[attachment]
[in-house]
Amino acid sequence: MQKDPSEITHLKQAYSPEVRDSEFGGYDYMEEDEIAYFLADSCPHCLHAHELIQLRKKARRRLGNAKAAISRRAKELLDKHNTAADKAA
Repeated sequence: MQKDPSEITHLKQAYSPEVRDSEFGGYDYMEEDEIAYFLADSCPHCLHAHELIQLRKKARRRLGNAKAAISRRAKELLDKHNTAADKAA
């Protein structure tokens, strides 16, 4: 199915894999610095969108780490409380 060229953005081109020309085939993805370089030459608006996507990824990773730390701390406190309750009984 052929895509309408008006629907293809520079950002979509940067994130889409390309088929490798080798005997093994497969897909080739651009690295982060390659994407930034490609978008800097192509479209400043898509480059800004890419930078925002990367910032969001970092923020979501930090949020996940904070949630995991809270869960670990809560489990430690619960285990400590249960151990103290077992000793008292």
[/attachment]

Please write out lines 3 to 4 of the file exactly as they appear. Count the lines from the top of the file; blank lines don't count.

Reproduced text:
Repeated sequence: MQKDPSEITHLKQAYSPEVRDSEFGGYDYMEEDEIAYFLADSCPHCLHAHELIQLRKKARRRLGNAKAAISRRAKELLDKHNTAADKAA
């Protein structure tokens, strides 16, 4: 199915894999610095969108780490409380 060229953005081109020309085939993805370089030459608006996507990824990773730390701390406190309750009984 052929895509309408008006629907293809520079950002979509940067994130889409390309088929490798080798005997093994497969897909080739651009690295982060390659994407930034490609978008800097192509479209400043898509480059800004890419930078925002990367910032969001970092923020979501930090949020996940904070949630995991809270869960670990809560489990430690619960285990400590249960151990103290077992000793008292």